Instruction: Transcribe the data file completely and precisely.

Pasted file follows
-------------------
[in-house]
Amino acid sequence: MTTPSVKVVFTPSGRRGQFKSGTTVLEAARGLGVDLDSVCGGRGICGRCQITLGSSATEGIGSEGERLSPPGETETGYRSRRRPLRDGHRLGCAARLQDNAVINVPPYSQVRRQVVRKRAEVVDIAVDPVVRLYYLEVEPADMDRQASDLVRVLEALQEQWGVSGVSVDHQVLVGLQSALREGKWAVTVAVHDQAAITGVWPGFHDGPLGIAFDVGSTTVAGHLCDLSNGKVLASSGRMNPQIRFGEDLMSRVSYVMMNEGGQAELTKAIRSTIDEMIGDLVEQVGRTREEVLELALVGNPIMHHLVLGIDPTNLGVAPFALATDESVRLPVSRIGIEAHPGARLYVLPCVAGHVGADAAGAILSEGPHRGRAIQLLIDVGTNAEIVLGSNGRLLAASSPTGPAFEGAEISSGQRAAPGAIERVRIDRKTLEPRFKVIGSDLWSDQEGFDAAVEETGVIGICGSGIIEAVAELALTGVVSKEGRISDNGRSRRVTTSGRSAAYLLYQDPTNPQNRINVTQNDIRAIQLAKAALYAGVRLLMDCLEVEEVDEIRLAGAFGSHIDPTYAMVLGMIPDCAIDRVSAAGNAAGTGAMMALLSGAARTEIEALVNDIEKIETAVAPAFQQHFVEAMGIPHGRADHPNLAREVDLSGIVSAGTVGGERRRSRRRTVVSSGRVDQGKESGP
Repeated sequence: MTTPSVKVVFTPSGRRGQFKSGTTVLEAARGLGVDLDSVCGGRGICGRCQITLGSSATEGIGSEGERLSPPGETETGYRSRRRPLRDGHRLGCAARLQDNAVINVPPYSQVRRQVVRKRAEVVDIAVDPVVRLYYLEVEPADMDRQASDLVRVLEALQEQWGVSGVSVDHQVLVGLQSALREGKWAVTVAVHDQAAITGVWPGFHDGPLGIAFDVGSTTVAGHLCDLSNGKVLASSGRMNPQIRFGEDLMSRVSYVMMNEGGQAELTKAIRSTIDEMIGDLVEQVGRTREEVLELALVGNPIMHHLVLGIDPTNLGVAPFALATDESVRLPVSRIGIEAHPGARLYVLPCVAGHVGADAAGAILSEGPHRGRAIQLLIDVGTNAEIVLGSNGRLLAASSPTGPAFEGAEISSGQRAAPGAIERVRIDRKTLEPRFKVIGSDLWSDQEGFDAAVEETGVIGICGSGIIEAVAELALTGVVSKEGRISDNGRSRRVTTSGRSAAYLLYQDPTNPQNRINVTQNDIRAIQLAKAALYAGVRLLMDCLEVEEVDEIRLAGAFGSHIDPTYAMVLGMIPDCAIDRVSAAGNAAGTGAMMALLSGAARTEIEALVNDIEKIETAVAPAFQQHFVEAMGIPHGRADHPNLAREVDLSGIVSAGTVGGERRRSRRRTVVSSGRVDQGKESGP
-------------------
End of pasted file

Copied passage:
[in-house]
Amino acid sequence: MTTPSVKVVFTPSGRRGQFKSGTTVLEAARGLGVDLDSVCGGRGICGRCQITLGSSATEGIGSEGERLSPPGETETGYRSRRRPLRDGHRLGCAARLQDNAVINVPPYSQVRRQVVRKRAEVVDIAVDPVVRLYYLEVEPADMDRQASDLVRVLEALQEQWGVSGVSVDHQVLVGLQSALREGKWAVTVAVHDQAAITGVWPGFHDGPLGIAFDVGSTTVAGHLCDLSNGKVLASSGRMNPQIRFGEDLMSRVSYVMMNEGGQAELTKAIRSTIDEMIGDLVEQVGRTREEVLELALVGNPIMHHLVLGIDPTNLGVAPFALATDESVRLPVSRIGIEAHPGARLYVLPCVAGHVGADAAGAILSEGPHRGRAIQLLIDVGTNAEIVLGSNGRLLAASSPTGPAFEGAEISSGQRAAPGAIERVRIDRKTLEPRFKVIGSDLWSDQEGFDAAVEETGVIGICGSGIIEAVAELALTGVVSKEGRISDNGRSRRVTTSGRSAAYLLYQDPTNPQNRINVTQNDIRAIQLAKAALYAGVRLLMDCLEVEEVDEIRLAGAFGSHIDPTYAMVLGMIPDCAIDRVSAAGNAAGTGAMMALLSGAARTEIEALVNDIEKIETAVAPAFQQHFVEAMGIPHGRADHPNLAREVDLSGIVSAGTVGGERRRSRRRTVVSSGRVDQGKESGP
Repeated sequence: MTTPSVKVVFTPSGRRGQFKSGTTVLEAARGLGVDLDSVCGGRGICGRCQITLGSSATEGIGSEGERLSPPGETETGYRSRRRPLRDGHRLGCAARLQDNAVINVPPYSQVRRQVVRKRAEVVDIAVDPVVRLYYLEVEPADMDRQASDLVRVLEALQEQWGVSGVSVDHQVLVGLQSALREGKWAVTVAVHDQAAITGVWPGFHDGPLGIAFDVGSTTVAGHLCDLSNGKVLASSGRMNPQIRFGEDLMSRVSYVMMNEGGQAELTKAIRSTIDEMIGDLVEQVGRTREEVLELALVGNPIMHHLVLGIDPTNLGVAPFALATDESVRLPVSRIGIEAHPGARLYVLPCVAGHVGADAAGAILSEGPHRGRAIQLLIDVGTNAEIVLGSNGRLLAASSPTGPAFEGAEISSGQRAAPGAIERVRIDRKTLEPRFKVIGSDLWSDQEGFDAAVEETGVIGICGSGIIEAVAELALTGVVSKEGRISDNGRSRRVTTSGRSAAYLLYQDPTNPQNRINVTQNDIRAIQLAKAALYAGVRLLMDCLEVEEVDEIRLAGAFGSHIDPTYAMVLGMIPDCAIDRVSAAGNAAGTGAMMALLSGAARTEIEALVNDIEKIETAVAPAFQQHFVEAMGIPHGRADHPNLAREVDLSGIVSAGTVGGERRRSRRRTVVSSGRVDQGKESGP